We recently spent some time in Cadaqués, Spain, a fishing village a few hours north of Barcelona renowned for its vibrant creative community (Salvador Dali was known to spend much of his time there). While we were there, we had the pleasure of meeting Viviana Narotzky, author of La Barcelona del Diseño (Santa & Cole, 2007). The book is a superb account of the ‘Barcelona design boom’ of late 1970s-80s, a period in history that helped define the Spanish transition to democracy during that time.
As the publisher notes:
That collective outburst of design-led passion, that had started quietly in the midst of political turmoil in the late 1970s and peaked a decade later, left a profound mark on the city’s morphology and self-perception. For a few years and in sharp contrast to the preceding decades, design became one of the main cultural frameworks of Barcelona’s identity, both locally and abroad. Paired with architecture in a seemingly unavoidable partnership, it provided the seeds from which ultimately emerged the narrative of the city as it is seen today: that of a decaying post-industrial provincial capital miraculously transformed into a sophisticated European metropolis.
Narotzky took some time to answer our questions about Spanish design and its role in the nation’s recent history.
Your book looks at the impact that cultural and political change in late 20th century Barcelona had on design. What happened during that time and how did it affect the world aesthetically?
Spanish design first emerged into the international scene with great energy in the 1980s. A fascist dictatorship, that had taken power in 1939, had finally ended in 1975 and the country was going through a political transition. For Spain, that was a time of huge changes and transformation at all levels – social, cultural, political and economic. In Barcelona, design became the way to express that change formally, the excitement of a whole society engaging with the outside world after 40 years in limbo.
Throughout the 20th century design has been deeply linked to ideas of progress, modernity, innovation and technological change, and all those concepts became very important at that time in Spain, as they represented the move away from decades of deadening stagnation. The formal qualities of contemporary design symbolised modernity and the hope for change. That was true not just at the level of individual tastes and domestic spaces, but also in terms of the urban environment itself – Barcelona, as is well known, changed dramatically during those years, becoming a paradigm of architectural regeneration and cosmopolitan urban culture.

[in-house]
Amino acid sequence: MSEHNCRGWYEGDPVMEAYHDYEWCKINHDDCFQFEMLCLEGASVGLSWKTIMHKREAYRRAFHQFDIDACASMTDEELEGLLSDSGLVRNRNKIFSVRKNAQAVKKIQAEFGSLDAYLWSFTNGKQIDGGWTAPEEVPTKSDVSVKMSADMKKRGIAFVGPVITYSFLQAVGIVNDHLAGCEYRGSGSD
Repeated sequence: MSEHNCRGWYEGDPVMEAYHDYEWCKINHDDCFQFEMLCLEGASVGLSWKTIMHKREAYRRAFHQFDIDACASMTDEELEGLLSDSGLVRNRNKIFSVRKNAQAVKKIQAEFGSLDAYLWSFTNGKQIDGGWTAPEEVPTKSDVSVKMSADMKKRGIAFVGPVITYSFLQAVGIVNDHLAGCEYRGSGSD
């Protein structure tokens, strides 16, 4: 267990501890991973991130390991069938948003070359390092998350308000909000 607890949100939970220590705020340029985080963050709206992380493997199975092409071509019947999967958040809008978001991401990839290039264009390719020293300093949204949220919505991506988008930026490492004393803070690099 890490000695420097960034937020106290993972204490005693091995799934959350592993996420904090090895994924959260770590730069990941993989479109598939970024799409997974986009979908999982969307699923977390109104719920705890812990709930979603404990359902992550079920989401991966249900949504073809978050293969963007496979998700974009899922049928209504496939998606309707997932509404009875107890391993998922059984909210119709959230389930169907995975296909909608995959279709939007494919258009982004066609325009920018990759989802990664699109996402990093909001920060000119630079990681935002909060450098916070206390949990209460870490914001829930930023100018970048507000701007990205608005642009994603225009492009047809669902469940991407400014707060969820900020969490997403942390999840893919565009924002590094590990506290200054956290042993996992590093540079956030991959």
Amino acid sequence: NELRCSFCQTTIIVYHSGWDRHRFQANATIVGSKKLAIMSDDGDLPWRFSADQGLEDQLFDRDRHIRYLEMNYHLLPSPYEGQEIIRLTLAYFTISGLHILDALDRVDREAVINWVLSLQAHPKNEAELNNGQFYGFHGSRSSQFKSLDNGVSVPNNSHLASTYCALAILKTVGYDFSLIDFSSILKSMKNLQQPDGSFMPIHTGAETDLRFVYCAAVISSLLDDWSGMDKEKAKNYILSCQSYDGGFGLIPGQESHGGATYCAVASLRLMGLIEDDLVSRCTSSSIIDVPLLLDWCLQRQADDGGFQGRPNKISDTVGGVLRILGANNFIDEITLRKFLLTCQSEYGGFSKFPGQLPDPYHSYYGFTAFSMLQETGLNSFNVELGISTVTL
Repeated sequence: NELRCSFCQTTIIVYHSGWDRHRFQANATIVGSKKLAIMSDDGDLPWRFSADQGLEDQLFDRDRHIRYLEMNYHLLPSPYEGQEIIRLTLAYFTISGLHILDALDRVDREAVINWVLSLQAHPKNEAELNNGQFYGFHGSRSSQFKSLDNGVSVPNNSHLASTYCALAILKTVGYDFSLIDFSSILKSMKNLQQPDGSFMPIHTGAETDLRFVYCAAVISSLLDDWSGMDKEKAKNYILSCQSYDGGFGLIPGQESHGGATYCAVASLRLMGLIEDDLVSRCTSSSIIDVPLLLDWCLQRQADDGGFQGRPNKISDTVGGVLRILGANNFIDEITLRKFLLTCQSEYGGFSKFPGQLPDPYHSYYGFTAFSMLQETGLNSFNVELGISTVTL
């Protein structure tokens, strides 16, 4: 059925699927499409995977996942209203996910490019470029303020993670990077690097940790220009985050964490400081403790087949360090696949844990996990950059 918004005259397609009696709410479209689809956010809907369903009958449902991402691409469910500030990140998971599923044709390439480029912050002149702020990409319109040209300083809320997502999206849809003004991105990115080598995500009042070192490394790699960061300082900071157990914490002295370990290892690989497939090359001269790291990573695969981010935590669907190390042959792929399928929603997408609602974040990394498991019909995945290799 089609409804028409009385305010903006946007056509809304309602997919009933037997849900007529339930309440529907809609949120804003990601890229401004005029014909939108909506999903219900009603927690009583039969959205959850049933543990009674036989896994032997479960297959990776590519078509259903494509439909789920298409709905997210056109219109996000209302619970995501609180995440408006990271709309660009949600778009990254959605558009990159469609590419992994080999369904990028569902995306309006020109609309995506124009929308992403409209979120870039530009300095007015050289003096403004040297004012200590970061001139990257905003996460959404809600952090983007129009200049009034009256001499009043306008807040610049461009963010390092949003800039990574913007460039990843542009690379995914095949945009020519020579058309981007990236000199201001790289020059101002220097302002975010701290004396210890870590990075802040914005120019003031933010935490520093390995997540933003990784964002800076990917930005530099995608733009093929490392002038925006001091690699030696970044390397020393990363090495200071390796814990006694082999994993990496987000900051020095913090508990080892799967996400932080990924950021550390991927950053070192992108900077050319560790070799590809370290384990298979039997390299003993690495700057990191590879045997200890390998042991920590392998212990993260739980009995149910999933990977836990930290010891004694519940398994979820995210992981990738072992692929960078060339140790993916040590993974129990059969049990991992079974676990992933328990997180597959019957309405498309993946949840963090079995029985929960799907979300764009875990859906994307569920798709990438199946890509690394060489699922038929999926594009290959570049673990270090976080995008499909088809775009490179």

Maybe you could exemplify by giving us an example of a design piece from the start of that period and an example of a design piece from the end. How are these items connected – how are they different?
It’s difficult to assign clear boundaries as historical processes are very fluid and there are always continuities through change. But let’s say that in design terms, that period could be defined as going from the mid-seventies to the early nineties. Throughout those two decades, design in Barcelona was still mostly low-tech, as it had been, out of necessity, throughout the 20th century. It was also quite formalistic, in the sense that it defined itself through the exploration of new shapes and styles, in particular as it engaged with postmodernism in the eighties, with a great flourish of formal exuberance but without a real self-reflexive process that might have engaged with postmodernism’s more serious conceptual drive. The work of the Transatlantic group for instance, or even to an extent that of Xavier Mariscal, would be an example of that.
In a way, the greater changes have come from the mid-nineties onwards, as a new generation of designers have had increasingly easy access to the international design networks. That is particularly crucial in the field of design education. Most of the Spanish design schools now have well-established exchange programmes, with Italy and the UK especially. Many young designers spend a period studying abroad, both at BA and MA level. They become part of an international scene that brings together education institutions, manufacturers and media, and they have developed a keen sense of the current debates and issues that affect design practice. Their work engages comfortably with the latest technologies, is becoming increasingly multidisciplinary and it is also very often driven by strong conceptual approaches and combines commercial work with experimental design research projects. Marti Guixe is a good example of that, although I’m not sure he likes to think of himself as a designer! Azuamoline, Hector Serrano and CulDeSac are also doing great work along those lines.
That would be Xavier Mariscal. His work encapsulated all the energy and deep transformations of 1980s Barcelona. It was full of humour and joie de vivre, it mixed in popular culture in a very playful, postmodern way. He was also the first local designer to really break the geographical barriers and become internationally famous, initially through his 1981 collaboration with Ettore Sottsass and the Memphis group in Italy, for whom he created the Milan Trolley. Then came his design of the dog Cobi, the official mascot of the 1992 Barcelona Summer Olympics, which broke the mould of Disney-like Olympic mascots for the first time and became a world-wide icon of the freshness of the Barcelona style.
When do you hope the book will be available in English?
Soon, I hope! There’s been talks with Thames and Hudson, and the English text is ready, but I haven’t signed a contract yet… I’d like to see the book come out in English before the end of 2009.
Where is it available online?
Through my blog BCNDesign, on Design and Barcelona.